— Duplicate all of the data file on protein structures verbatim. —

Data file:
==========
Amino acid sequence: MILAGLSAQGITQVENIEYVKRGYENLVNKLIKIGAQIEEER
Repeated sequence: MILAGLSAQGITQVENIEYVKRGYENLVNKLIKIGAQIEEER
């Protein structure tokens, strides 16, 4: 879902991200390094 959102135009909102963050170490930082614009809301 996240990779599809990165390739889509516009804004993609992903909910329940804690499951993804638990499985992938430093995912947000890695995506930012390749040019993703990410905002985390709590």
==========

Amino acid sequence: MILAGLSAQGITQVENIEYVKRGYENLVNKLIKIGAQIEEER
Repeated sequence: MILAGLSAQGITQVENIEYVKRGYENLVNKLIKIGAQIEEER
């Protein structure tokens, strides 16, 4: 879902991200390094 959102135009909102963050170490930082614009809301 996240990779599809990165390739889509516009804004993609992903909910329940804690499951993804638990499985992938430093995912947000890695995506930012390749040019993703990410905002985390709590």